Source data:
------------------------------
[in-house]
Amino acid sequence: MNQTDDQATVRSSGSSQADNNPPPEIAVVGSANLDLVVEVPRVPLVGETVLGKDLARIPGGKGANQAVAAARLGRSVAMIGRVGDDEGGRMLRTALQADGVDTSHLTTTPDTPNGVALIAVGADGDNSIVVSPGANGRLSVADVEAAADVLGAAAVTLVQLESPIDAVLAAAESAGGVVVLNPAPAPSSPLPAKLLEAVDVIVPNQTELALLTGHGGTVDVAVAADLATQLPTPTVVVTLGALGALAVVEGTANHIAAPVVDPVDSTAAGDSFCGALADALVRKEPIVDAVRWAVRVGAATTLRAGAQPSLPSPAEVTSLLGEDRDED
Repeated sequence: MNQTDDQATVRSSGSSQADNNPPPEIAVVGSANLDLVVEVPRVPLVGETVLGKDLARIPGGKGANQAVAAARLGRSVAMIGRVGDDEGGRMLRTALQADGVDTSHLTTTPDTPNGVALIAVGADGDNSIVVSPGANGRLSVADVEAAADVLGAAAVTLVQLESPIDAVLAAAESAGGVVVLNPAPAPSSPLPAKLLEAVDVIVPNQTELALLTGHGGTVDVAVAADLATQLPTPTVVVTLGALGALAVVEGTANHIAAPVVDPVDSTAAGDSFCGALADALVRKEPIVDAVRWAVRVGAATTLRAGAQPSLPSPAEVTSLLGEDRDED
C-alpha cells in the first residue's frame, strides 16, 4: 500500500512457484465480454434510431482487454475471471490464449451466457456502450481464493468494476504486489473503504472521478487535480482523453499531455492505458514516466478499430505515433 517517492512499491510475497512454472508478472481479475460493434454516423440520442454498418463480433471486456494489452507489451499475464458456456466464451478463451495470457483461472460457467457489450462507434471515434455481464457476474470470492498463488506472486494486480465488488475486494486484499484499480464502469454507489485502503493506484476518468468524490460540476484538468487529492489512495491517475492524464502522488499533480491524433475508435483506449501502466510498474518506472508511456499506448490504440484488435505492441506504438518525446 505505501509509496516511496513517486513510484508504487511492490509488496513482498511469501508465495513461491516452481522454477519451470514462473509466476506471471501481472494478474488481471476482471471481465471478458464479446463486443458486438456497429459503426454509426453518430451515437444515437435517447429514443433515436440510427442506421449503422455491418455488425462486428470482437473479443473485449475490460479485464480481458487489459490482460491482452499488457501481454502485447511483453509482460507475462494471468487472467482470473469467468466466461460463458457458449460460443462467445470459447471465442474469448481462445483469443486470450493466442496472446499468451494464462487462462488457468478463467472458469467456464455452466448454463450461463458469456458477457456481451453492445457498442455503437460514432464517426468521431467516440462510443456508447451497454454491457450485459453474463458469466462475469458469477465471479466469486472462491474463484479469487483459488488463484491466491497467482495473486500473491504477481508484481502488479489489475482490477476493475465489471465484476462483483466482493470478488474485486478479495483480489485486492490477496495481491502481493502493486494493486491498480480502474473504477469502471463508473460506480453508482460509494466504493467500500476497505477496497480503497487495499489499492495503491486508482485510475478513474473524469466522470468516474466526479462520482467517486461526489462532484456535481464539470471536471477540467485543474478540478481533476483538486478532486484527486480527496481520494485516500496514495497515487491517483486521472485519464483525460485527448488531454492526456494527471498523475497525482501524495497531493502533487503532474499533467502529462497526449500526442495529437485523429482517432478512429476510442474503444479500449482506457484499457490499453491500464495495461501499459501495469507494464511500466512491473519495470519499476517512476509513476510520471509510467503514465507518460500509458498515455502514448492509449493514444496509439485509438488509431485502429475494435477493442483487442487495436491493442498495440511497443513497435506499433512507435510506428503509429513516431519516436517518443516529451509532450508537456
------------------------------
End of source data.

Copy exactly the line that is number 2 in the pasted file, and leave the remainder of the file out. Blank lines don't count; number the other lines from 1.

Amino acid sequence: MNQTDDQATVRSSGSSQADNNPPPEIAVVGSANLDLVVEVPRVPLVGETVLGKDLARIPGGKGANQAVAAARLGRSVAMIGRVGDDEGGRMLRTALQADGVDTSHLTTTPDTPNGVALIAVGADGDNSIVVSPGANGRLSVADVEAAADVLGAAAVTLVQLESPIDAVLAAAESAGGVVVLNPAPAPSSPLPAKLLEAVDVIVPNQTELALLTGHGGTVDVAVAADLATQLPTPTVVVTLGALGALAVVEGTANHIAAPVVDPVDSTAAGDSFCGALADALVRKEPIVDAVRWAVRVGAATTLRAGAQPSLPSPAEVTSLLGEDRDED